The crew lifted at least two babies from the beached lifeboat as at least 18 migrants disembarked. One injured migrant was carried away on a stretcher.
The latest arrivals come after Home Secretary Priti Patel had threatened to withdraw £54million in funding to France over its perceived failure to stop dinghies setting off.
Following Ms Patel’s warning, French authorities have managed to stop half of all crossings – up from the 30 percent recorded between July 20, when the deal was struck, and September 7.
The numbers who landed yesterday have not been released, but the Home Office said 174 migrants in six boats arrived on Friday, taking the total so far this year to 15,116, compared with last year’s record of 8,420.
Figures also showed 100 migrants who were removed from the UK have made it back for a second time – and been granted asylum status.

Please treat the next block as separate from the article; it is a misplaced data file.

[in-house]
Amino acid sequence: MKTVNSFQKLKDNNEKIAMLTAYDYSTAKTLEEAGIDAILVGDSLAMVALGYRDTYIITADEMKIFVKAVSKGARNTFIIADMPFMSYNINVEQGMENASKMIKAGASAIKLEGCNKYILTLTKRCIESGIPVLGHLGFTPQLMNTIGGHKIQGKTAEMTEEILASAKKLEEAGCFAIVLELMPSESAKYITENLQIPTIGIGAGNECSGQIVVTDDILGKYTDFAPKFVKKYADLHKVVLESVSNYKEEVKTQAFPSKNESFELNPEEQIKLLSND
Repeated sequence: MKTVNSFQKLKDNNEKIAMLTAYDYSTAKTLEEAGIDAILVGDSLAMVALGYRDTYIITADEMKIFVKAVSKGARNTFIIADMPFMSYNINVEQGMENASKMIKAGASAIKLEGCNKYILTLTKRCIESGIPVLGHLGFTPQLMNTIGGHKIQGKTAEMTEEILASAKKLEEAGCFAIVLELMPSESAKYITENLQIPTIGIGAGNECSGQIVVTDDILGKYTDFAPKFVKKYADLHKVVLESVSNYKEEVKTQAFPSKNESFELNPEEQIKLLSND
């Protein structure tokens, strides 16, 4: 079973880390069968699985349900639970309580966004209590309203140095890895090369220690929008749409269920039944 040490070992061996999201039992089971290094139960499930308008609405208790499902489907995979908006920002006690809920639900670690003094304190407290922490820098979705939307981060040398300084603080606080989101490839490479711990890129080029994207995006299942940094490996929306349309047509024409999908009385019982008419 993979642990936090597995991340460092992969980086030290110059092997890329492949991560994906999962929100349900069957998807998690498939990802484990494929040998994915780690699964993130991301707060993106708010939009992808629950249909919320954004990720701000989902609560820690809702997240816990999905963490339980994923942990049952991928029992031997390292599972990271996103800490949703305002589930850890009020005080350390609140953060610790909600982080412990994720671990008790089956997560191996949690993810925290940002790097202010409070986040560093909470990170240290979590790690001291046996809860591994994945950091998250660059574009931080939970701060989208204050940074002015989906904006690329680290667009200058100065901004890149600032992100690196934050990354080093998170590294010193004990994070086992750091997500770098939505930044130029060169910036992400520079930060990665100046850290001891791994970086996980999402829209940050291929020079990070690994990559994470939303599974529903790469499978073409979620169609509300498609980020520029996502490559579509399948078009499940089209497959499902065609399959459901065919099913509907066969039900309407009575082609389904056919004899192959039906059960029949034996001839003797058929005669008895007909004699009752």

The tally of “boomerang refugees” over the past two years shows one person a week is granted asylum after having originally been returned home.
The Home Office figures show in the past two years 89 managed to make their way back into the country to lodge a second successful claim.
A rapid increase in second-time lucky refugees began in the second half of 2019 as smugglers started using small boats more frequently to get people across the Channel.
In the 18 months to the end of 2020 there were 77 such applicants, compared with 31 in the previous period.
They have come from Libya, Somalia, Uganda, Ethiopia, Iraq, Bangladesh, China and Pakistan.
In one case, a refugee described as “stateless” arrived in 2013, but their application was rejected.
They were returned to Italy, where they entered the EU, in May 2017, but incredibly they were back in the UK the next day and lodged a second application which was then granted.